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How To Be a Fast Grower in 2018

Kelly Ford Buckley . December 17, 2017

The new year is fast approaching and, no doubt, you are working to tie up loose ends with your 2018 growth plan. Are quotas high enough? Should we be raising prices? What more can we do to boost gross marginHow can we get more contribution from Marketing dollarsWhen will 1Q18 hires have impact?

As you put the finishing touches on that budget, consider "Oh, the Places You'll Go Grow" with these eight characteristics of Edison's fast growers from this year's Growth Index. (Clever rhyming a la Dr. Seuss excluded.) 

1. Fast Growers Spend >2X More in Sales and Product.  Fast growers incur greater losses and spend more in every OpEx category, but how they allocate budget differentiates them. Product and Sales are top expenses for fast growers -- 78% of revenue, compared to 30% for slower growers. Fast growers also tend to have better control over their COGS, creating more opportunity to flex spend in the areas that drive revenue. 

2. Fast Growers Enjoy an Average Selling Price (ASP) that is >2X Higher than Slower Growers. These companies make use of multiple pricing levers to drive up ASP and maximize organic and expansion growth.

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Those who have not yet evolved beyond simple edition or seat-based pricing are missing an opportunity to capture more value per customer. Likewise, add-on services offerings beyond standard implementation, such as high-value training and customizations, are an opportunity to drive up ASP, and commonly offered by fast growers.

3. Fast Growers have Faster CAC Recovery. Fast growers' customer acquisition investments have a median CAC payback period of 15 months. Companies with best-in-class CAC recovery rates like this tend to have a keen focus on:

  • Attribution (best sources of demand for volume, velocity and value)
  • Repeatability (segments, sectors, selling disciplines, price points)
  • Alignment (between marketing, sales development, sales & product)

Important, because the longer it takes to recover CAC, the worse it is for cash flow. 

4. Fast Growers have Strong Negative Working Capital. Even when fast growers invest in the right areas, they can expect to incur significant losses. The old adage applies: You have to spend money to make money. However, not all losses are viewed the same – there’s a difference between GAAP losses and cash burn – and there are tactics for combatting significant losses.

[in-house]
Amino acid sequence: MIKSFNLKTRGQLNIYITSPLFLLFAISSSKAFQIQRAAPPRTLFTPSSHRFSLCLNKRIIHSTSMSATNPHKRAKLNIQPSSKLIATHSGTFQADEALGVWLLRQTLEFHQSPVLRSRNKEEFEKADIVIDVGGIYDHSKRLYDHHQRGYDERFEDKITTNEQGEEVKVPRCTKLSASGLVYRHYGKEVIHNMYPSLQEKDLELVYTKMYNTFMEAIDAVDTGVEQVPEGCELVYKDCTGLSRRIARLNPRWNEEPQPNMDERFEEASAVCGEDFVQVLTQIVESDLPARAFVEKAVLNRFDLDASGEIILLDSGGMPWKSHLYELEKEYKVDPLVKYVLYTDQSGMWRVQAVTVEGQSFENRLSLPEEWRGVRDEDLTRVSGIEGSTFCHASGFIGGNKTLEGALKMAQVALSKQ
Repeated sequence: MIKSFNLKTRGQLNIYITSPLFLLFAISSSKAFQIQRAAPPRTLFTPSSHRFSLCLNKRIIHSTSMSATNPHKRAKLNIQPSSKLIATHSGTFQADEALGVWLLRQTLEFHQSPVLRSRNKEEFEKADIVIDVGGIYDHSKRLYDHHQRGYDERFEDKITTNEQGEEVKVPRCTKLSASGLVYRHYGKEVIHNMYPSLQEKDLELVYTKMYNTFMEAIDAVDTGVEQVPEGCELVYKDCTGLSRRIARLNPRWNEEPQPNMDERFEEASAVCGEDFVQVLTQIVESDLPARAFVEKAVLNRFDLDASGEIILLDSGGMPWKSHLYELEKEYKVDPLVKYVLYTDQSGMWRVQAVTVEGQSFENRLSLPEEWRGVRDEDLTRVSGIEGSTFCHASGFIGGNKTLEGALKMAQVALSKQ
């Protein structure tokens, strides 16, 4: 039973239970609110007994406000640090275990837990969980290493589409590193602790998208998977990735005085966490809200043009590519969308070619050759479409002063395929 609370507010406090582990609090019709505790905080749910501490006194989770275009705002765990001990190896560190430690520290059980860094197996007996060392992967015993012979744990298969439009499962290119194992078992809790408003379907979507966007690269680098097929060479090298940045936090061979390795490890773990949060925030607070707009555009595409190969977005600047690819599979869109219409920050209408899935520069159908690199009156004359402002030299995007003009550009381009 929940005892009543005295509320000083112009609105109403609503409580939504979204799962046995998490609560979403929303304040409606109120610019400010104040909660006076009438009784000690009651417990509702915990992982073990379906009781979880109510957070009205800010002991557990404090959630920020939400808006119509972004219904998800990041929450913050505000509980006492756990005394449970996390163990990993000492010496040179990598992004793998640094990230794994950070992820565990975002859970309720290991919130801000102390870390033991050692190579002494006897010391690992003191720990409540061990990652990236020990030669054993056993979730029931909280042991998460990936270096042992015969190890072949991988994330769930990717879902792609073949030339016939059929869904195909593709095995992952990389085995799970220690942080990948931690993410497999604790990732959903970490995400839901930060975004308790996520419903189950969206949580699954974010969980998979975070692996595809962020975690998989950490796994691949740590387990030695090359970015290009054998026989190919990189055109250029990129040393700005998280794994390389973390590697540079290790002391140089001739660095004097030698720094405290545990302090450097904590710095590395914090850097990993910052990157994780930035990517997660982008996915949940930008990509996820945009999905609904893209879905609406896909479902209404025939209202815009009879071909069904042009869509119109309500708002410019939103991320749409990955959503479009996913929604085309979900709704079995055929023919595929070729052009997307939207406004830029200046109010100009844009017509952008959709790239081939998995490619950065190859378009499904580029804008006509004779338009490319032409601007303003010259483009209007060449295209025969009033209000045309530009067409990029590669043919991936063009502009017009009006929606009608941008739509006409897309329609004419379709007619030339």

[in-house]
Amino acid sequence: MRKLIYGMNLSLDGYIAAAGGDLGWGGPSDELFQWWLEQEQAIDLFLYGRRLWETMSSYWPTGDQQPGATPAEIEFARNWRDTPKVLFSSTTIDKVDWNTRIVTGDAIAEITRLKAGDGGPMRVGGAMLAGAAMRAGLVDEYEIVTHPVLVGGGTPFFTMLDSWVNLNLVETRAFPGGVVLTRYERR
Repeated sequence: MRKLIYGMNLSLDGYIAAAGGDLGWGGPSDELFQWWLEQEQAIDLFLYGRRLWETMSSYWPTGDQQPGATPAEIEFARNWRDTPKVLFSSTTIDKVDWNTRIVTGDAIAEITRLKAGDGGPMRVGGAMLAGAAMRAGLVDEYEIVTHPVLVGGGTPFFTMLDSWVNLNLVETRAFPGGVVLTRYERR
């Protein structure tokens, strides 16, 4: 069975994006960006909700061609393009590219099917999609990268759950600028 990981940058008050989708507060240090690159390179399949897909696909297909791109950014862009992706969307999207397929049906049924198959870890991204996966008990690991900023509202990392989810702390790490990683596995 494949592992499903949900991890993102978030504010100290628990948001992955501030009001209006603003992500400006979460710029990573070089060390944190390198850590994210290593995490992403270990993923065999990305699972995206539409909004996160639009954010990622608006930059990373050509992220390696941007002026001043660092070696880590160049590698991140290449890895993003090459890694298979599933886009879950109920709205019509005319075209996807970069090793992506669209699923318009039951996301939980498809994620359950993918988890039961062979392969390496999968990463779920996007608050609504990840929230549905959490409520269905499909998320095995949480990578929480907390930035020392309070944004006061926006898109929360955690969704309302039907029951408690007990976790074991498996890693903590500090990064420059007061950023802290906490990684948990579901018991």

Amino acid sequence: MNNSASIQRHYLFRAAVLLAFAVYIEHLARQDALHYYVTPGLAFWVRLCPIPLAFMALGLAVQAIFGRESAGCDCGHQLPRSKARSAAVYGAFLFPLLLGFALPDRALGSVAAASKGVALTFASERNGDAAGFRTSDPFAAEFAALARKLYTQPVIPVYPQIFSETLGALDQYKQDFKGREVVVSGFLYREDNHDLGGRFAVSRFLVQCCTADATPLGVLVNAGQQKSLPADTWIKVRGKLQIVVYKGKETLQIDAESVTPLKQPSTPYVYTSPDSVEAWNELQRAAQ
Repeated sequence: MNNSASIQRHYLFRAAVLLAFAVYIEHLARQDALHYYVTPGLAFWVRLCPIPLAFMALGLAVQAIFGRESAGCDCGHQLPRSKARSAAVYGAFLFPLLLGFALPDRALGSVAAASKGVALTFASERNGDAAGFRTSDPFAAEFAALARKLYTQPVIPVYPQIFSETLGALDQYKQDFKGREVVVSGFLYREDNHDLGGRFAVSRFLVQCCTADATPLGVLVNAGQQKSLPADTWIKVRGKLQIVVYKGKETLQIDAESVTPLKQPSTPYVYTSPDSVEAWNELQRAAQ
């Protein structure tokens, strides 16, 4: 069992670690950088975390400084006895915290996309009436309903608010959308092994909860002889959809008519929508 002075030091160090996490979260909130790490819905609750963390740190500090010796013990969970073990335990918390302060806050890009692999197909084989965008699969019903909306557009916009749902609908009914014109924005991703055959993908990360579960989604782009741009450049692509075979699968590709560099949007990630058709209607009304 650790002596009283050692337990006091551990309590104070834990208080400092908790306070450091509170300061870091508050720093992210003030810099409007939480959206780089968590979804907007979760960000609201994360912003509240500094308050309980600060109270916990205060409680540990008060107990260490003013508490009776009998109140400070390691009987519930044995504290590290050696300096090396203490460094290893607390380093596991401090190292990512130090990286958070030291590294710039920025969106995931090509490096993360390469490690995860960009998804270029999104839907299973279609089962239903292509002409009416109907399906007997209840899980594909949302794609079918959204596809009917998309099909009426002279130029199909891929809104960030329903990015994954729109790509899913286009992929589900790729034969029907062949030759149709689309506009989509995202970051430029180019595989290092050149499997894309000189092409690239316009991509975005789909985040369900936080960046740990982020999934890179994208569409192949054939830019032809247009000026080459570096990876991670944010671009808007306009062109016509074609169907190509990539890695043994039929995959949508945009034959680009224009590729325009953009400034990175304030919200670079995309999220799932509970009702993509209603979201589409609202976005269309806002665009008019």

The number one thing companies can do to combat CAC’s impact on cash flow is collect payment upfront, and incent advance payment for multi-year contracts. This enables the receipt of more cash than recognized as revenue, and provides a realistic view of cash flow runway.

Fast growers have higher EBITDA loss ratios, but they control it by targeting a negative working capital position. This involves using the excess cash, e.g., from prepaid contracts, to fund expenditures that the company would not otherwise be liquid enough to fund. 

Our companies have found that deploying the appropriate accounting software can also aid in better capital management. While sufficient in the early stages of company growth, QuickBooks should be phased out as companies cross the $10M revenue threshold. 

5. Fast Growers Derive Growth from Talent Expansion and Productivity.  It is logical that a correlation would exist between growth rate and change in headcount, but which drives which? We've found there to be a weak correlation between 2015 hiring and 2016 growth, but when looking at 2016 hiring and 2016 growth, the correlation is strong. Given that growth rate is derived from GAAP Revenue (a trailing metric), it can be concluded that hiring is following visibility into growth, i.e., bookings.